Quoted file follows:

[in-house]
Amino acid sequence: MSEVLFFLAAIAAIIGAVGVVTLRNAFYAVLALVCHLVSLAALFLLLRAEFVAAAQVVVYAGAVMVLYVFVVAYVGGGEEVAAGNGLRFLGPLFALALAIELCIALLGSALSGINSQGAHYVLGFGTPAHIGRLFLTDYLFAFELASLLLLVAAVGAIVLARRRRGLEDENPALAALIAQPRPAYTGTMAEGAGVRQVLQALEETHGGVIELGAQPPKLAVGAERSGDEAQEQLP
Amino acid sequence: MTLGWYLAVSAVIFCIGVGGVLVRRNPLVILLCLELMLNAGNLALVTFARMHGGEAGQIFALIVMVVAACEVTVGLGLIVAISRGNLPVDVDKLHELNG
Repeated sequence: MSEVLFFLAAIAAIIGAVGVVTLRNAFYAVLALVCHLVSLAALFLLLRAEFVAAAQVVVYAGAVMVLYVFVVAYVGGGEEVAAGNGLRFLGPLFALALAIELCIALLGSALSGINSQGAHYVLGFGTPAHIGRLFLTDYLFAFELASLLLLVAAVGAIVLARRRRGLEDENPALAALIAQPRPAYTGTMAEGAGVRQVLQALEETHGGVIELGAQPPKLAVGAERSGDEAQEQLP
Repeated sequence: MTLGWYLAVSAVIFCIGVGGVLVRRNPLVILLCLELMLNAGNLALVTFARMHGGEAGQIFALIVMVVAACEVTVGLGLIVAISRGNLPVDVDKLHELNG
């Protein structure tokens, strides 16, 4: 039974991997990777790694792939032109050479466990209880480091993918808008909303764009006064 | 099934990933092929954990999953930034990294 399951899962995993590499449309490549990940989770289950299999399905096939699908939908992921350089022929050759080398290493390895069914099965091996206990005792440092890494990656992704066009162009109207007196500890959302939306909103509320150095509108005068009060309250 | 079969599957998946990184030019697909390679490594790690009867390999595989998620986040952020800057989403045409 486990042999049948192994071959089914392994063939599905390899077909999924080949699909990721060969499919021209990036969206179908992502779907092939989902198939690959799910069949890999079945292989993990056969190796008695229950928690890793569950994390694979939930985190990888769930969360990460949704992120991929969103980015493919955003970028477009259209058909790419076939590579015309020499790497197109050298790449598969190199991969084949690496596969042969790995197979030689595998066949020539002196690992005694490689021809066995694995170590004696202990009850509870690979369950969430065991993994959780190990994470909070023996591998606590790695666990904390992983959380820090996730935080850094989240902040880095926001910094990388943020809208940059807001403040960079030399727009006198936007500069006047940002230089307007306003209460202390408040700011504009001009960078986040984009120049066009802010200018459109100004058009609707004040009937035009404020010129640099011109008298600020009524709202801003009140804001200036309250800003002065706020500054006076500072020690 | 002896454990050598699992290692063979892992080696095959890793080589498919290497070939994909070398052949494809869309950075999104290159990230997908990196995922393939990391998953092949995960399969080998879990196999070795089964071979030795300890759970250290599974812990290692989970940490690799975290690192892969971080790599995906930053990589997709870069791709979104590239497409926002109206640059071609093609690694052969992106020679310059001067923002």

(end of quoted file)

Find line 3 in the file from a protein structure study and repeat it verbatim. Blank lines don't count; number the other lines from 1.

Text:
Amino acid sequence: MTLGWYLAVSAVIFCIGVGGVLVRRNPLVILLCLELMLNAGNLALVTFARMHGGEAGQIFALIVMVVAACEVTVGLGLIVAISRGNLPVDVDKLHELNG